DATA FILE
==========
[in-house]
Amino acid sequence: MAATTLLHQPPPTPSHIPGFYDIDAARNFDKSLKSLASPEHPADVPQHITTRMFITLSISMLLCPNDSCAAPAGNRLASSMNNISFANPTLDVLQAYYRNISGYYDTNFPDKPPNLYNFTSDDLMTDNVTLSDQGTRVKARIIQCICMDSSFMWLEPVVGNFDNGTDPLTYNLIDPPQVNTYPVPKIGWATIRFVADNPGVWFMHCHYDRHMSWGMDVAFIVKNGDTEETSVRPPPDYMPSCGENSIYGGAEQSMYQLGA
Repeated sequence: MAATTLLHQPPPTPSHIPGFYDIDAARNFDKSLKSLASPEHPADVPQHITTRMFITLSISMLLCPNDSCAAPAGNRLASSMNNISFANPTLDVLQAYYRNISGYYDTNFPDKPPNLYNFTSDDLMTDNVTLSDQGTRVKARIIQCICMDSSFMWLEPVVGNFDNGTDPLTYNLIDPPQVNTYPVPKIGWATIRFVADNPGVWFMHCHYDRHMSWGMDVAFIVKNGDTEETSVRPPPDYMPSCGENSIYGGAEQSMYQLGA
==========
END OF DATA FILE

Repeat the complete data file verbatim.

[in-house]
Amino acid sequence: MAATTLLHQPPPTPSHIPGFYDIDAARNFDKSLKSLASPEHPADVPQHITTRMFITLSISMLLCPNDSCAAPAGNRLASSMNNISFANPTLDVLQAYYRNISGYYDTNFPDKPPNLYNFTSDDLMTDNVTLSDQGTRVKARIIQCICMDSSFMWLEPVVGNFDNGTDPLTYNLIDPPQVNTYPVPKIGWATIRFVADNPGVWFMHCHYDRHMSWGMDVAFIVKNGDTEETSVRPPPDYMPSCGENSIYGGAEQSMYQLGA
Repeated sequence: MAATTLLHQPPPTPSHIPGFYDIDAARNFDKSLKSLASPEHPADVPQHITTRMFITLSISMLLCPNDSCAAPAGNRLASSMNNISFANPTLDVLQAYYRNISGYYDTNFPDKPPNLYNFTSDDLMTDNVTLSDQGTRVKARIIQCICMDSSFMWLEPVVGNFDNGTDPLTYNLIDPPQVNTYPVPKIGWATIRFVADNPGVWFMHCHYDRHMSWGMDVAFIVKNGDTEETSVRPPPDYMPSCGENSIYGGAEQSMYQLGA